As a self-employed individual, the tax you’ll pay income tax on your business profits.

    Self-employed people only have to pay income tax on the trading profits they make, not on their entire income. You can easily subtract your business expenses from your total income to determine the trading profits on which you’ll pay income tax.

    Also, the amount of income tax you pay will be determined using your trading profits;

    • £0 to £12,570 will pay no income tax on their profits
    • £12,571 – £50,270 will pay a 20% income tax
    • £50,001 – £150,000 will pay a 40% income tax
    • Over £150,000 will pay a 45% income tax
    • For 2023-24, the 45% rate will kick in at £125,140.

    As a self-employed person, If your profits for the 2022–23 tax year are at least £6,725, you must also pay Class 2 National insurance contributions.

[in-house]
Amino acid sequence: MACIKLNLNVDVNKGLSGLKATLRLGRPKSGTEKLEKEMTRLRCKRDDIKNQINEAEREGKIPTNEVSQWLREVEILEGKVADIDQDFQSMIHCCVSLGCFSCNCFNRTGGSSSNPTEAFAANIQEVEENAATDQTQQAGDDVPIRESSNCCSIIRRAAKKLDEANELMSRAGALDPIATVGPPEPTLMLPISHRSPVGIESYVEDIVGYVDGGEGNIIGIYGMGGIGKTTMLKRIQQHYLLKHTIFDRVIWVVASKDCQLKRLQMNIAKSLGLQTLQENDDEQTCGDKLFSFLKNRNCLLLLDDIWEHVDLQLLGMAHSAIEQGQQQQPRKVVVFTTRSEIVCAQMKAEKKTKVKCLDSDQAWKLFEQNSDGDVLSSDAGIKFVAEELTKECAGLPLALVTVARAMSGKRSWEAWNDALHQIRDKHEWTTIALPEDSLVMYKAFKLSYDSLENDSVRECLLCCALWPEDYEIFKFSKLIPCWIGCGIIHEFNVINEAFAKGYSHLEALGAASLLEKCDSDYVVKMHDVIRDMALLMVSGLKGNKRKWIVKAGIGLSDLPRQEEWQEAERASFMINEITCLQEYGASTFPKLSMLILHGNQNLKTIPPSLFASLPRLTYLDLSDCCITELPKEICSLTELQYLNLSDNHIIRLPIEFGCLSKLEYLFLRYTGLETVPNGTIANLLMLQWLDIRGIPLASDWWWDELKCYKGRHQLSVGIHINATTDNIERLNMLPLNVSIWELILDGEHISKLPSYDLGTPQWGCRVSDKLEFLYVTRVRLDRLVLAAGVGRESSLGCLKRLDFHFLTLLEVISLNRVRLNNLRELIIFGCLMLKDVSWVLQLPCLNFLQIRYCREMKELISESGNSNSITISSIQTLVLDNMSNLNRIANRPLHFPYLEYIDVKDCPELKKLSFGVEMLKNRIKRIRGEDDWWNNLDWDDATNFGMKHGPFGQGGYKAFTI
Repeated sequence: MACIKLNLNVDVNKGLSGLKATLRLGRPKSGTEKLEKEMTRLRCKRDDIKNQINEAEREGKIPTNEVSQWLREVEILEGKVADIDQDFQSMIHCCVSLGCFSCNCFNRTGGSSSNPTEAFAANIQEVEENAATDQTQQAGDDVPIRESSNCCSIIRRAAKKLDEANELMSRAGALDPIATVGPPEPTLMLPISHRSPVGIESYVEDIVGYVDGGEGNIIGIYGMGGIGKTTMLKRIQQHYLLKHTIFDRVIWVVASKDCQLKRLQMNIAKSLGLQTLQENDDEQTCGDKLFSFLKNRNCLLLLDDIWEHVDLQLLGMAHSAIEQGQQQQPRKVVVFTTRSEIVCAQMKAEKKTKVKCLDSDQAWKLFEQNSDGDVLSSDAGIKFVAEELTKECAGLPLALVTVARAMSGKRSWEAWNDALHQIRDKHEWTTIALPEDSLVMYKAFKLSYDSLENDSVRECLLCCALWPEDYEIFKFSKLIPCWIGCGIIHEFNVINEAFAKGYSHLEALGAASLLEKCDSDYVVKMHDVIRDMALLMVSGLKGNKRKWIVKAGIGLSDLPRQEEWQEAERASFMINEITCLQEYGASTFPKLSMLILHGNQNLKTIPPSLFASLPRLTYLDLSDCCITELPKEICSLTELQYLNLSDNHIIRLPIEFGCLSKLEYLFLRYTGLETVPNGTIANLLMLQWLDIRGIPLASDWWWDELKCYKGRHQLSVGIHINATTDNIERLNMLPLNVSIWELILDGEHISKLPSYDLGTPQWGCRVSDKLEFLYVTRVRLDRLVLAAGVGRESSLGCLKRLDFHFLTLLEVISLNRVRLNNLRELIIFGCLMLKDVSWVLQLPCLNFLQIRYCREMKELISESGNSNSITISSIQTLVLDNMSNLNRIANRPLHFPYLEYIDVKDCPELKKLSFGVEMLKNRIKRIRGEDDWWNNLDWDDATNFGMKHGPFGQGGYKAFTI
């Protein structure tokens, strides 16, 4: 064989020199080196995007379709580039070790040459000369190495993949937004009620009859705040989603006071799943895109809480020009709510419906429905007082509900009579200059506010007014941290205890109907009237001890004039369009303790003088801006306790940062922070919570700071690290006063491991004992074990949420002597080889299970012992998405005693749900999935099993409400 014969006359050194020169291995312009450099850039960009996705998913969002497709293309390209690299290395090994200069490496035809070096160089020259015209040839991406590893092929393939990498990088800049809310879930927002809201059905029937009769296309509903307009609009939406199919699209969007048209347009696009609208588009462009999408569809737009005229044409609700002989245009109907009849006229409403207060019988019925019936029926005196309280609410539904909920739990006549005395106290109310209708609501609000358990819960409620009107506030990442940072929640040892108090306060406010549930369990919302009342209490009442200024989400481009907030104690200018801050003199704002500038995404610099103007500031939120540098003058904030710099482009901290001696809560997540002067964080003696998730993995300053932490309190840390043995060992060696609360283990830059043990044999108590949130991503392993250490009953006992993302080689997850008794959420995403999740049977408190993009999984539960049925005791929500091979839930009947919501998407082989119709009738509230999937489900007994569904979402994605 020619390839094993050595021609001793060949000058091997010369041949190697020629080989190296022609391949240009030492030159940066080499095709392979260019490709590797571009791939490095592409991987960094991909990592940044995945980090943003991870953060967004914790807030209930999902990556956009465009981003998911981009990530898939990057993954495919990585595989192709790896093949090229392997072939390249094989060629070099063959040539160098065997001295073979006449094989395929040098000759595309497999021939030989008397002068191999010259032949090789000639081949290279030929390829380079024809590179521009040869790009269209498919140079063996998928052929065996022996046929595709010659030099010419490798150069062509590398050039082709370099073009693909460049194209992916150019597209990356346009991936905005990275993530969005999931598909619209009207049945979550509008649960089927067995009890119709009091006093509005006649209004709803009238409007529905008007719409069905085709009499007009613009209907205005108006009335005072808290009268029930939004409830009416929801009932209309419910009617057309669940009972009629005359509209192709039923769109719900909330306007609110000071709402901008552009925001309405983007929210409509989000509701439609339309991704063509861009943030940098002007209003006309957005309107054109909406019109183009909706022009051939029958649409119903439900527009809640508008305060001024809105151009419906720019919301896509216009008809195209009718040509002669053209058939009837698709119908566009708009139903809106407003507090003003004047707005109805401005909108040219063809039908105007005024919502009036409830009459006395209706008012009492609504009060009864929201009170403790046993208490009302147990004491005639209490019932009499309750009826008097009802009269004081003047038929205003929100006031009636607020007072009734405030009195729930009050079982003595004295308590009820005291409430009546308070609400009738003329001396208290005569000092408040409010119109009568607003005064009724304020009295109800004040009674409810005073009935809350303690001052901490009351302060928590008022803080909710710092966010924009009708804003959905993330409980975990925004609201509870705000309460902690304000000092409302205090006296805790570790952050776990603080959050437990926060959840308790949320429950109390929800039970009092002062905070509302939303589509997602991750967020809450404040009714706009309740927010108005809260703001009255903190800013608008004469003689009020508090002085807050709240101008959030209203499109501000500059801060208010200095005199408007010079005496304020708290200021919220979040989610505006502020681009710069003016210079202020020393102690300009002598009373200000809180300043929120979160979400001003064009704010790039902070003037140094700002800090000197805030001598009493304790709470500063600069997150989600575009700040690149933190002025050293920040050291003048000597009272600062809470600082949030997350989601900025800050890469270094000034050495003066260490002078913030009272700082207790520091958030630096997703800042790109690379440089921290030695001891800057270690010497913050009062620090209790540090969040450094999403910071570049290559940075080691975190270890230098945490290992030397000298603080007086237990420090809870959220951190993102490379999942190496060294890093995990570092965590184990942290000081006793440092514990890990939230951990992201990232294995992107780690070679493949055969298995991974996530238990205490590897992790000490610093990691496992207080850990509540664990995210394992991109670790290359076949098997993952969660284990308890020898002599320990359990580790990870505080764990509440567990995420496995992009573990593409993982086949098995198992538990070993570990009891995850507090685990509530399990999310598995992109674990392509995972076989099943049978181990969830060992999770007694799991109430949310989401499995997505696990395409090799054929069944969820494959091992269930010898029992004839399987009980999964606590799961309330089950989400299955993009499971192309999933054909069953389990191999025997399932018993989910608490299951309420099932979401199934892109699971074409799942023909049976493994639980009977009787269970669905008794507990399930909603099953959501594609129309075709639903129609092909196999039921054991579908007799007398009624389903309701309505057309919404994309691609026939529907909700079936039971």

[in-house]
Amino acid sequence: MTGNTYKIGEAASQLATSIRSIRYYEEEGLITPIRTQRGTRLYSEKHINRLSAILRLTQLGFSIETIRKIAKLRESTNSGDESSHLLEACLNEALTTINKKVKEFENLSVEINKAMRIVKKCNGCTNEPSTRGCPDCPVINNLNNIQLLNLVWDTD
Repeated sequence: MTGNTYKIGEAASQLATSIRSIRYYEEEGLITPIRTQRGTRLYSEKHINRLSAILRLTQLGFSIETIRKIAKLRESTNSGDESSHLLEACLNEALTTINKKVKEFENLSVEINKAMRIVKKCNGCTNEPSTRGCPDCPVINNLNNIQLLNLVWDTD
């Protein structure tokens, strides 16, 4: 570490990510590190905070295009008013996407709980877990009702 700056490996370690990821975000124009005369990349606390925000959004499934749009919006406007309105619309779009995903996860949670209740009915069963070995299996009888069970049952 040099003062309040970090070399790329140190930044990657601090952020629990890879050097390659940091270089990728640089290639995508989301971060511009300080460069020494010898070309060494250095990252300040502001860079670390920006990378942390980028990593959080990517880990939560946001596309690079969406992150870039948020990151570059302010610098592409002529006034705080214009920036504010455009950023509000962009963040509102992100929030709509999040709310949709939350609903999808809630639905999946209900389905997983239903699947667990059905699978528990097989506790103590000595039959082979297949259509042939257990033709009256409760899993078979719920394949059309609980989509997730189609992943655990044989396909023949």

Class 4 NI contributions are due if profits are £9,880 or more in 2022–23.

    Although these contributions are voluntary, they can help obtain benefits like State Pensions.

    Final thoughts

    Starting a small business is profitable and can help you make additional income.

    Registering as a self-employed individual is necessary to comply with HMRC. So follow the above steps to easily register as self employed.

    Hiring an accountant will make this process simpler since they will be able to provide you with the best advice on things like tax efficiency and expenses, as well as ensure that your company is doing everything the right way possible.